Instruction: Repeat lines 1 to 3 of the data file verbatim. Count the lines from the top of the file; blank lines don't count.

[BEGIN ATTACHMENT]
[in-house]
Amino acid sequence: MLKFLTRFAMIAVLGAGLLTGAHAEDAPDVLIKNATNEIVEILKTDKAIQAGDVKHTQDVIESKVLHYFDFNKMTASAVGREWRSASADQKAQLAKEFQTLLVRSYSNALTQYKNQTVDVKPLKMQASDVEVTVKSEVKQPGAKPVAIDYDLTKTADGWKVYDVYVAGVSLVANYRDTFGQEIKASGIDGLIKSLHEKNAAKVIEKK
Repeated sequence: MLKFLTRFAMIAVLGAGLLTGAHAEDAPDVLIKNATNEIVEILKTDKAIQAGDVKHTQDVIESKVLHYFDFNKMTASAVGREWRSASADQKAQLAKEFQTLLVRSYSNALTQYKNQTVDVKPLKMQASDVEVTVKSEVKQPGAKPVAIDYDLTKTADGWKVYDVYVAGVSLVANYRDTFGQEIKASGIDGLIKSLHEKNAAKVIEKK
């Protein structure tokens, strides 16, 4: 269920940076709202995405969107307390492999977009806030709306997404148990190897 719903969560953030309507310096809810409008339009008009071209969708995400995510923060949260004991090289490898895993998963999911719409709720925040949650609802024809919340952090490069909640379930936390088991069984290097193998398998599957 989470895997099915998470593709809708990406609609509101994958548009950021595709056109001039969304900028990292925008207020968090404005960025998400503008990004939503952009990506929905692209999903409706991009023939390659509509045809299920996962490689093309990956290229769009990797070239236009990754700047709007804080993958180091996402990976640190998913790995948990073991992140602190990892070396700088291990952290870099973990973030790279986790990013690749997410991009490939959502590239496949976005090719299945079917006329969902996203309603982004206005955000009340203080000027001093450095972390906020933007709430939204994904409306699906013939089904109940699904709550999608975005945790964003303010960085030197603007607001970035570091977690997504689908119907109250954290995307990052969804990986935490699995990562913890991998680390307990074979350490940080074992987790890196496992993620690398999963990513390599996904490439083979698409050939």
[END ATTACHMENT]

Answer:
[in-house]
Amino acid sequence: MLKFLTRFAMIAVLGAGLLTGAHAEDAPDVLIKNATNEIVEILKTDKAIQAGDVKHTQDVIESKVLHYFDFNKMTASAVGREWRSASADQKAQLAKEFQTLLVRSYSNALTQYKNQTVDVKPLKMQASDVEVTVKSEVKQPGAKPVAIDYDLTKTADGWKVYDVYVAGVSLVANYRDTFGQEIKASGIDGLIKSLHEKNAAKVIEKK
Repeated sequence: MLKFLTRFAMIAVLGAGLLTGAHAEDAPDVLIKNATNEIVEILKTDKAIQAGDVKHTQDVIESKVLHYFDFNKMTASAVGREWRSASADQKAQLAKEFQTLLVRSYSNALTQYKNQTVDVKPLKMQASDVEVTVKSEVKQPGAKPVAIDYDLTKTADGWKVYDVYVAGVSLVANYRDTFGQEIKASGIDGLIKSLHEKNAAKVIEKK